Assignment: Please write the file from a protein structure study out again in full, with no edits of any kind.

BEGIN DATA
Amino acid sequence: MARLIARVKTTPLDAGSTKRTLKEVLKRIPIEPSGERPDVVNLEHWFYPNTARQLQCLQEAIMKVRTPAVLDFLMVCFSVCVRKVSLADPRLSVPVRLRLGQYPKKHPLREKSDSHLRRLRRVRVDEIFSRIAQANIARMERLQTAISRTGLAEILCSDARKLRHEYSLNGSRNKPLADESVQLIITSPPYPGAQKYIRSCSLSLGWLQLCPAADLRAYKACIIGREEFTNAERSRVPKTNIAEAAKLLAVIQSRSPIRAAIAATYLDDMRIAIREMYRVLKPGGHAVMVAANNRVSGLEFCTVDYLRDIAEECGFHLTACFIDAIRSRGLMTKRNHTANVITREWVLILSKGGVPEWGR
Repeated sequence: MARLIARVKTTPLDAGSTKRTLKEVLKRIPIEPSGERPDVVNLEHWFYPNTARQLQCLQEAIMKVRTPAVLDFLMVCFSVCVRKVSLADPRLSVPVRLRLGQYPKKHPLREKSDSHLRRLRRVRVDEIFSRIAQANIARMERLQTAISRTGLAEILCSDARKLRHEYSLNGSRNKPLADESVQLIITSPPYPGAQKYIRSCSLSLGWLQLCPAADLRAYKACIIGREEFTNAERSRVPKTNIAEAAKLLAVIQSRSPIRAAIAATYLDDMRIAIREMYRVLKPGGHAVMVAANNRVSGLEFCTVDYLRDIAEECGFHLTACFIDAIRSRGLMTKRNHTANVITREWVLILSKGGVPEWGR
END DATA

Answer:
Amino acid sequence: MARLIARVKTTPLDAGSTKRTLKEVLKRIPIEPSGERPDVVNLEHWFYPNTARQLQCLQEAIMKVRTPAVLDFLMVCFSVCVRKVSLADPRLSVPVRLRLGQYPKKHPLREKSDSHLRRLRRVRVDEIFSRIAQANIARMERLQTAISRTGLAEILCSDARKLRHEYSLNGSRNKPLADESVQLIITSPPYPGAQKYIRSCSLSLGWLQLCPAADLRAYKACIIGREEFTNAERSRVPKTNIAEAAKLLAVIQSRSPIRAAIAATYLDDMRIAIREMYRVLKPGGHAVMVAANNRVSGLEFCTVDYLRDIAEECGFHLTACFIDAIRSRGLMTKRNHTANVITREWVLILSKGGVPEWGR
Repeated sequence: MARLIARVKTTPLDAGSTKRTLKEVLKRIPIEPSGERPDVVNLEHWFYPNTARQLQCLQEAIMKVRTPAVLDFLMVCFSVCVRKVSLADPRLSVPVRLRLGQYPKKHPLREKSDSHLRRLRRVRVDEIFSRIAQANIARMERLQTAISRTGLAEILCSDARKLRHEYSLNGSRNKPLADESVQLIITSPPYPGAQKYIRSCSLSLGWLQLCPAADLRAYKACIIGREEFTNAERSRVPKTNIAEAAKLLAVIQSRSPIRAAIAATYLDDMRIAIREMYRVLKPGGHAVMVAANNRVSGLEFCTVDYLRDIAEECGFHLTACFIDAIRSRGLMTKRNHTANVITREWVLILSKGGVPEWGR